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The Yeast Resource Center Public Data Repository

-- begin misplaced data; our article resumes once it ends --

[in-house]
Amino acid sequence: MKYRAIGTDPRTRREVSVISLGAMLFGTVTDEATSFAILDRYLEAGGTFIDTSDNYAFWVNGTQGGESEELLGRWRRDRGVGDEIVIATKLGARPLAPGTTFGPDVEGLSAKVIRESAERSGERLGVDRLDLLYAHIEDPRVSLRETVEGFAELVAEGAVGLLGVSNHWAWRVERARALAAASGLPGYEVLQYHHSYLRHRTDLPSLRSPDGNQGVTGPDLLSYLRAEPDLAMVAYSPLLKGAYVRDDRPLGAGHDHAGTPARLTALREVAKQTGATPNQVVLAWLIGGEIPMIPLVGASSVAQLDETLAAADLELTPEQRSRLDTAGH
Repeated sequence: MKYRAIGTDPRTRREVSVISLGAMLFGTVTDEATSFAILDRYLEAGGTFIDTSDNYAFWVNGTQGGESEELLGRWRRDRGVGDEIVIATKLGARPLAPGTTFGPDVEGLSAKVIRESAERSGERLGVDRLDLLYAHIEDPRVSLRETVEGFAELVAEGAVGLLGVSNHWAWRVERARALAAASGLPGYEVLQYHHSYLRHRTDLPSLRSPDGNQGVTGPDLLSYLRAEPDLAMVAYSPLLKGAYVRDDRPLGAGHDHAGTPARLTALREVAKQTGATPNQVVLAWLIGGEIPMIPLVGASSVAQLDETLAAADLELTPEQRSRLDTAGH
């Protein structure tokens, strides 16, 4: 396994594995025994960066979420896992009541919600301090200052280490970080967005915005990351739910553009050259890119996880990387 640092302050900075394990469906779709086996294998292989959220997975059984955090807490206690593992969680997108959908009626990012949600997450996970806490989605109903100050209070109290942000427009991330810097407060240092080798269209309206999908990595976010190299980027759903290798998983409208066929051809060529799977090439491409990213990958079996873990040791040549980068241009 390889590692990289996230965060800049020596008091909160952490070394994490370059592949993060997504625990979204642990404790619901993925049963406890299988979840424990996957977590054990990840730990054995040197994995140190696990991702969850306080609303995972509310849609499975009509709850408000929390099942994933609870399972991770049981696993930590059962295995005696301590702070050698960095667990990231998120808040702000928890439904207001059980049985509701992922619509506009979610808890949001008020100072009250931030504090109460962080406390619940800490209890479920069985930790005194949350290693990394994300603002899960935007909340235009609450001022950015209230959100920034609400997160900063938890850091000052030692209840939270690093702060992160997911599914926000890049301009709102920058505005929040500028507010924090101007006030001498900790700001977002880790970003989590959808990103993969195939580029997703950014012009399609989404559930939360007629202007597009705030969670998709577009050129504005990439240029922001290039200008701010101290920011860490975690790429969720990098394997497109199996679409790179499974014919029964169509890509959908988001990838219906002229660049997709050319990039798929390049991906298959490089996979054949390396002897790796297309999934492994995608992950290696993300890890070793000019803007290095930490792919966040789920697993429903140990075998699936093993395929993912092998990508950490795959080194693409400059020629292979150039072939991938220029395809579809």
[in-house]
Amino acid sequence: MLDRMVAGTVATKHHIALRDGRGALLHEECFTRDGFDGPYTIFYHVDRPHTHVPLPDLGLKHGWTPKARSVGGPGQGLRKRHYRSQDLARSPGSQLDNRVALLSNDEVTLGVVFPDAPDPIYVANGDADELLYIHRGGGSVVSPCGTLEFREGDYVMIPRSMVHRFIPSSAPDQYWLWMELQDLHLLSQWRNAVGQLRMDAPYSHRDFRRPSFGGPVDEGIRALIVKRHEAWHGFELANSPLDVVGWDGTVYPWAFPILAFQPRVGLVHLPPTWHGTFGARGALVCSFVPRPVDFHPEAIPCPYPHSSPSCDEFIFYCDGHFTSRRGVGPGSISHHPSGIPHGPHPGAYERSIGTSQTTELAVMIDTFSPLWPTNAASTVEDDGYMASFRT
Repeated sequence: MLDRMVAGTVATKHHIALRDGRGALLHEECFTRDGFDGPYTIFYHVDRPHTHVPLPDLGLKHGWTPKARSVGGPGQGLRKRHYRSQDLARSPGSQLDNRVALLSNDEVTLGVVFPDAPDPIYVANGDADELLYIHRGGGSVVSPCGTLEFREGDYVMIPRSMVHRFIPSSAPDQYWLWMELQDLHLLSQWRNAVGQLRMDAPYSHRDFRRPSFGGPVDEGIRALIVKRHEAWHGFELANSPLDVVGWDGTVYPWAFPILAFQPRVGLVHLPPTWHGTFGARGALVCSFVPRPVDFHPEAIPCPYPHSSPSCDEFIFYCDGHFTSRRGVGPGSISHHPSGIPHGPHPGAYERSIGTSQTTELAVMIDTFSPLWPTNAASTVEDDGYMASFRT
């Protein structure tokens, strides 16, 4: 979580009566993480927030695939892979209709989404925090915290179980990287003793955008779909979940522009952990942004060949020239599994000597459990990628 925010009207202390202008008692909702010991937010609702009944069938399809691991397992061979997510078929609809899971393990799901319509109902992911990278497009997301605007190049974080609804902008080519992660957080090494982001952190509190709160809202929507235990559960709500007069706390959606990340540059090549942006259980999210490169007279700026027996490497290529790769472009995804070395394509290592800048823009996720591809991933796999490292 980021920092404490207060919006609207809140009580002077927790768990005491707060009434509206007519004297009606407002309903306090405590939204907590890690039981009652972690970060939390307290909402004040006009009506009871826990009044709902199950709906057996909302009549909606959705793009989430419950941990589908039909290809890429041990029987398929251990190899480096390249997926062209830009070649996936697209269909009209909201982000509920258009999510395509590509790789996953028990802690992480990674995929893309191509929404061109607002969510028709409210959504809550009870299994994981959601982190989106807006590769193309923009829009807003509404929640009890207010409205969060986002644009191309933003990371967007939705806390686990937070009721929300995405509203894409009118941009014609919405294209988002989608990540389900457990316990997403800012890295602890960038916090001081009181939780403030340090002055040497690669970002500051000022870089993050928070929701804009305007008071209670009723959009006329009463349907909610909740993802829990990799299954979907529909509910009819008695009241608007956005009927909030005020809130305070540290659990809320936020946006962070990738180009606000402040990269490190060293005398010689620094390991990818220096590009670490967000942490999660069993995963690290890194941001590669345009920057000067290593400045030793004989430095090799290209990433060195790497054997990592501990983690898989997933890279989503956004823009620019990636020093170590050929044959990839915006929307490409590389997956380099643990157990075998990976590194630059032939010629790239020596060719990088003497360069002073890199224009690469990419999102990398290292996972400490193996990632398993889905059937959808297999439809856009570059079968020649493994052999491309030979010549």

The Yeast Resource Center Public Data Repository D378–D382 Nucleic Acids Research, 2005, Vol. 33, Database issue doi:10.1093/nar/gki073 Michael Riffle, Lars Malmstro¨m and Trisha N. Davis* Department of Biochemistry, University of Washington, Seattle, WA 98195, USA Received August 6, 2004; Revised and Accepted October 6, 2004 Perhaps the most significant aspect of the YRC PDR is that ABSTRACT it releases all of the data at a single point of access, bringing together the experimental data from many research projects (YRC PDR) serves as a single point of access for into one consolidated searchable database accessible through the experimental data produced from many collabora- the Web. Instead of going from website to website supporting tions typically studying Saccharomyces cerevisiae individual papers, one can easily search the experimental data (baker’s yeast). The experimental data include large for multiple papers at once and view the results in a single interface. As more datasets from research collaborations with amounts of mass spectrometry results from pro- the YRC become public, the database will continue to grow tein co-purification experiments, yeast two-hybrid and become an increasingly significant asset to the research interaction experiments, fluorescence microscopy community. images and protein structure predictions. All of the data are accessible via searching by gene or pro- tein name, and are available on the Web at http:// THE CONTENTS OF THE YRC PDR DATABASE www.yeastrc.org/pdr/. At the time of this writing, the YRC PDR includes data from six collaborative projects—including four publications (1–4). This includes mass spectrometry data collected through protein co-purification experiments, yeast two-hybrid protein INTRODUCTION interaction data, fluorescent microscopy images and protein The Yeast Resource Center (YRC) is an NCRR Biomedical structure prediction data. Technology Resource Center that provides expertise and Protein structures are predicted for protein domains, as otherwise costly tools of research to scientists and students parsed from the Ginzu algorithm (5). Ab initio structure pre- worldwide. This is accomplished via collaborations and tech- dictions are available as Protein Data Bank (PDB) (6) nology development projects—with 231 such collaborations formatted text, as generated using the Rosetta de novo struc- having been submitted since the beginning of 2002. The ture prediction method (7–10). collaborations focus mainly on the study of Saccharomyces In addition, the database includes images taken from silver- cerevisiae via four primary areas of expertise provided by the stained polyacrylamide gels of samples produced from protein YRC: mass spectrometry, yeast two-hybrid arrays, deconvo- co-purification experiments; and links to descriptions of the lution fluorescence microscopy and protein structure predic- protocol used for the purification. tion. The YRC investigators, who have been responsible for The breakdown of the amount of data presently included in fulfilling collaboration requests are Dr John Yates, Dr Ruedi the database is summarized in Table 1. Aebersold (mass spectrometry), Dr Stanley Fields (yeast two- hybrid), Dr Trisha Davis, Dr Eric Muller (fluorescence micro- scopy) and Dr David Baker (protein structure prediction). THE YRC PDR WEB INTERFACE Collaborative projects can involve multiple experiments carried out in one or more of these four areas. All four We have developed a simple-to-use web interface to the YRC areas can produce large amounts of data—not all of which PDR database. The primary means of interacting with the data are necessarily used in the course of publication by the col- is to perform searches based on systematic open reading frame laborator. In addition, not all collaborations necessarily lead to (ORF) or gene names. Gene names are mapped onto system- a publication; but data produced through the collaboration may atic ORF names through the publicly available Saccharomyces be valuable and useful. The YRC makes available both the Genome Database (11,12). Searching will bring the user to a published and unpublished data through the YRC Public Data page displaying an overall summary of all the experimental Repository (PDR) to the community at large. data we have for a given ORF. An example search result is *To whom correspondence should be addressed. Tel: +1 206 543 5345; Fax: +1 206 685 1792; Email: [email protected] The online version of this article has been published under an open access model. Users are entitled to use, reproduce, disseminate, or display the open access version of this article for non-commercial purposes provided that: the original authorship is properly and fully attributed; the Journal and Oxford University Press are attributed as the original place of publication with the correct citation details given; if an article is subsequently reproduced or disseminated not in its entirety but only in part or as a derivative work this must be clearly indicated. For commercial re-use permissions, please contact [email protected]. ª 2005, the authors Nucleic Acids Research, Vol. 33, Database issue ª Oxford University Press 2005; all rights reserved Nucleic Acids Research, 2005, Vol. 33, Database issue D379 Table 1. A summary of the quantity of the different types of data currently tagged with a fluorescent protein such as green fluorescent available in the database protein. All localization experiments involving this ORF are clearly listed here. The ‘View Images’ link provides the means Mass spectrometry data to view all images from the localization experiment, the Total runs 119 Total unique proteins identified 3138 experimental parameters used to create these images and Total peptides identified 41 397 the localization determination expressed as a cellular compo- Total gel images 45 nent term from Gene Ontology. Yeast two-hybrid data Total baits with significant hits 409 Yeast two-hybrid data Total unique ORFs with significant hits 1373 Total unique significant interactions 2031 The ORF Overview Page’s yeast two-hybrid section provides Fluorescence microscopy data the means to quickly jump to and view results from all yeast Total unique proteins localized 122 two-hybrid screens in which the ORF of interest was bait or Total full-field images 767 Total selected region images 877 prey. Screen results display the prey ORF as well as the num- Protein structure prediction ber of hits. A number of hits greater than one are considered Total ORFs with structure data 145 significant, but single hits are shown for completeness. The Total domains with structure data 255 results from these screens are also available for download as Total ab initio structures 850 (for 86 domains from 63 proteins) a tab-delimited text file. Protein structure prediction data given in Figure 1. This ‘ORF Overview Page’ is separated into If structure prediction data are available for an ORF, the pro- five sections, from which the user can view the Gene Ontology tein structure prediction section provides a list of computa- (13) description for the ORF and jump to experimental data tionally derived domains for the ORF. This section will give view pages for each of the four types of data. Each of these the start and stop residue for each domain, the source of the data view pages is tailored to a specific kind of data and each structure in the database and a link to structural information for has its own features that are described below. All data are that domain. The information in these structure links is tailored clearly labeled according to publication(s) for which they to how the structure was derived. were produced. In addition, data not used in any publication Domains, for which the structures were obtained through are clearly labeled as unpublished. ab initio prediction, will contain links to the top ten predicted structures. These structures are viewable in the site itself via Mass spectrometry data the WebMol Java applet (15). The structures are also down- From the ORF Overview Page’s mass spectrometry section, loadable as PDB text files. the user is presented with several links for viewing the mass spectrometry data. View Protocol link: This provides the user with a text AVAILABILITY description of the protocol used for a particular protein The contents of the YRC PDR are available on the Web purification, if the protocol is available. at http://www.yeastrc.org/pdr/. From this URL the contents Bait ORF link: This lists the actual purified protein and a of the database can be viewed as HTML pages, as well as link to that protein’s ORF Overview Page. Whenever the name tab-delimited text files when applicable. The entire pub- of an ORF is given in the website, it is linked to that ORF’s lished datasets of yeast two-hybrid and mass spectrometry overview page. run results are available as tab-delimited text files, linked View Gel link: If the protein sample was subjected to elec- from the front page. The unpublished datasets are available trophoresis on an SDS polyacrylamide gel, this link will be upon request. These tab-delimited text files can easily be present and will provide an image of the silver-stained gel. imported into Microsoft Excel, as well as other spreadsheet View Run link: This is a link to the results from the analysis and data software. of the protein by mass spectrometry. The data include a filtered and formatted listing produced from the DTASelect algorithm (14). The data are presented as a list of systematic ORF names FUTURE DIRECTIONS for proteins that are co-purified with the bait protein, along with its sequence coverage, number of peptides, spectrum The YRC will likely expand beyond providing collaborations count and molecular weight. A guideline for interpretation and technology development in only these four current areas of of these columns is provided on this page. For each ORF listed, expertise. As a result, the type of experimental data available there is a link for viewing the peptides that were used to make in the YRC PDR database will also expand. that identification. The list of ORFs and the peptide lists may Currently, the YRC PDR only includes experimental data be downloaded as tab-delimited text files from the site. An covering S.cerevisiae. The YRC has broadened its scope and example of the page displaying mass spectrometry data is has begun participating in collaborations involving other provided in Figure 2. organisms. As a result, the YRC PDR will contain data from protein experiments involving multiple organisms. Fluorescence microscopy (localization) data Given these two main points and the fact that the YRC PDR The ORF Overview Page’s localization section allows the user will continue to expand by the addition of data from more and to view fluorescence microscopy images of each protein more collaborations, the functionality of the interface will be D380 Nucleic Acids Research, 2005, Vol. 33, Database issue Figure 1. A screen capture of the ‘ORF Overview Page’ for the S.cerevisiae gene NSL1. This screen illustrates the result of searching for NSL1 or YPL233w. The page is separated into five distinct sections—Gene Ontology annotations, mass spectrometry, localization, yeast two-hybrid and protein structure prediction. Each section contains a summary of the experimental data relevant to NSL1 and provides links to the data. Nucleic Acids Research, 2005, Vol. 33, Database issue D381 Figure 2. A screen capture of the mass spectrometry data view page. Listed are the ORFs identified through mass spectrometry as having co-purified with the bait ORF, along with experimental data and links to peptide information. expanded to include more sophisticated searching tools, such as user in identifying more meaningful results. In addition, a searching only published data, searching by species and search- probability-based algorithm for analyzing multiple mass spec- ing by protein or gene sequence. User-controlled filters will be trometry that runs simultaneously will be added to the site, added to the mass spectrometry results in order to facilitate the allowing the user to discover probable protein complexes. D382 Nucleic Acids Research, 2005, Vol. 33, Database issue ACKNOWLEDGEMENTS 7. Bonneau,R., Tsai,J., Ruczinski,I., Chivian,D., Rohl,C., Strauss,C.E. and Baker,D. (2001) Rosetta in CASP4: progress in ab initio protein This work is supported by the National Center for Research structure prediction. Proteins, 45 (Suppl. 5), 119–126. Resources of the National Institutes of Health by a grant 8. Simons,K.T., Kooperberg,C., Huang,E. and Baker,D. (1997) Assembly of protein tertiary structures from fragments with similar local to T.N.D. entitled ‘Comprehensive Biology: Exploiting the sequences using simulated annealing and Bayesian scoring functions. Yeast Genome’, PHS No. P41 RR11823. J. Mol. Biol., 268, 209–225. 9. Simons,K.T., Bonneau,R., Ruczinski,I. and Baker,D. (1999) Ab initio protein structure prediction of CASP III targets using ROSETTA. Proteins, 37 (Suppl. 3), 171–176. 10. Simons,K.T., Ruczinski,I., Kooperberg,C., Fox,B.A., Bystroff,C. and REFERENCES Baker,D. (1999) Improved recognition of native-like protein structures using a combination of sequence-dependent and sequence-independent 1. Uetz,P., Giot,L., Cagney,G., Mansfield,T.A., Judson,R.S., Knight,J.R., features of proteins. Proteins, 34, 82–95. Lockshon,D., Narayan,V., Srinivasan,M., Pochart,P., Qureshi-Emili,A., 11. Dwight,S.S., Balakrishnan,R., Christie,K.R., Costanzo,M.C., Li,Y., Godwin,B., Conover,D., Kalbfleisch,T., Vijayadamodar,G., Dolinski,K., Engel,S.R., Feierbach,B., Fisk,D.G., Hirschman,J., Yang,M., Johnston,M., Fields,S. and Rothberg,J.M. (2000) Hong,E.L., Issel-Tarver,L., Nash,R.S., Sethuraman,A., Starr,B., A comprehensive analysis of protein–protein interactions in Theesfeld,C.L., Andrada,R., Binkley,G., Dong,Q., Lane,C., Saccharomyces cerevisiae. Nature, 403, 623–627. Schroeder,M., Weng,S., Botstein,D. and Cherry,J.M. (2004) 2. Drees,B.L., Sundin,B., Brazeau,E., Caviston,J.P., Chen,G.C., Guo,W., Saccharomyces Genome Database: underlying principles and Kozminski,K.G., Lau,M.W., Moskow,J.J., Tong,A., Schenkman,L.R., organisation. Brief Bioinformatics, 5, 9–22. McKenzie,A.,III, Brennwald,P., Longtine,M., Bi,E., Chan,C., Novick,P., 12. Christie,K.R., Weng,S., Balakrishnan,R., Costanzo,M.C., Dolinski,K., Boone,C., Pringle,J.R., Davis,T.N., Fields,S. and Drubin,D.G. (2001) Dwight,S.S., Engel,S.R., Feierbach,B., Fisk,D.G., Hirschman,J.E., A protein interaction map for cell polarity development. J. Cell Biol., Hong,E.L., Issel-Tarver,L., Nash,R., Sethuraman,A., Starr,B., 154, 549–571. Theesfeld,C.L., Andrada,R., Binkley,G., Dong,Q., Lane,C., 3. Hazbun,T.R., Malmstrom,L., Anderson,S., Graczyk,B.J., Schroeder,M., Botstein,D. and Cherry,J.M. (2004) Saccharomyces Fox,B., Riffle,M., Sundin,B.A., Aranda,J.D., McDonald,W.H., Genome Database (SGD) provides tools to identify and analyze Chiu,C.H., Snydsman,B.E., Bradley,P., Muller,E.G., Fields,S., sequences from Saccharomyces cerevisiae and related sequences from Baker,D., Yates,J.R.,III and Davis,T.N. (2003) Assigning function to yeast proteins by integration of technologies. Mol. Cell, 12, other organisms. Nucleic Acids Res., 32, D311–D314. 13. Ashburner,M., Ball,C.A., Blake,J.A., Botstein,D., Butler,H., 1353–1365. 4. Sundin,B.A., Chiu,C.H., Riffle,M., Davis,T.N. and Muller,E.G. (2004) Cherry,J.M., Davis,A.P., Dolinski,K., Dwight,S.S., Eppig,J.T., Harris,M.A., Hill,D.P., Issel-Tarver,L., Kasarskis,A., Lewis,S., Localization of proteins that are coordinately expressed with Cln2 Matese,J.C., Richardson,J.E., Ringwald,M., Rubin,G.M. and during the cell cycle. Yeast, 21, 793–800. Sherlock,G. (2000) Gene Ontology: tool for the unification of biology. 5. Chivian,D., Kim,D.E., Malmstrom,L., Bradley,P., Robertson,T., The Gene Ontology Consortium. Nature Genet., 25, 25–29. Murphy,P., Strauss,C.E., Bonneau,R., Rohl,C.A. and Baker,D. (2003) 14. Tabb,D.L., McDonald,W.H. and Yates,J.R.,III (2002) DTASelect and Automated prediction of CASP-5 structures using the Robetta server. Contrast: tools for assembling and comparing protein identifications Proteins, 53 (Suppl. 6), 524–533. from shotgun proteomics. J. Proteome Res., 1, 21–26. 6. Berman,H.M., Westbrook,J., Feng,Z., Gilliland,G., Bhat,T.N., 15. Walther,D. (1997) WebMol—a Java-based PDB viewer. Trends Weissig,H., Shindyalov,I.N. and Bourne,P.E. (2000) The Protein Data Biochem. Sci., 22, 274–275. Bank. Nucleic Acids Res., 28, 235–242. http://www.deepdyve.com/assets/images/DeepDyve-Logo-lg.png Nucleic Acids Research Oxford University Press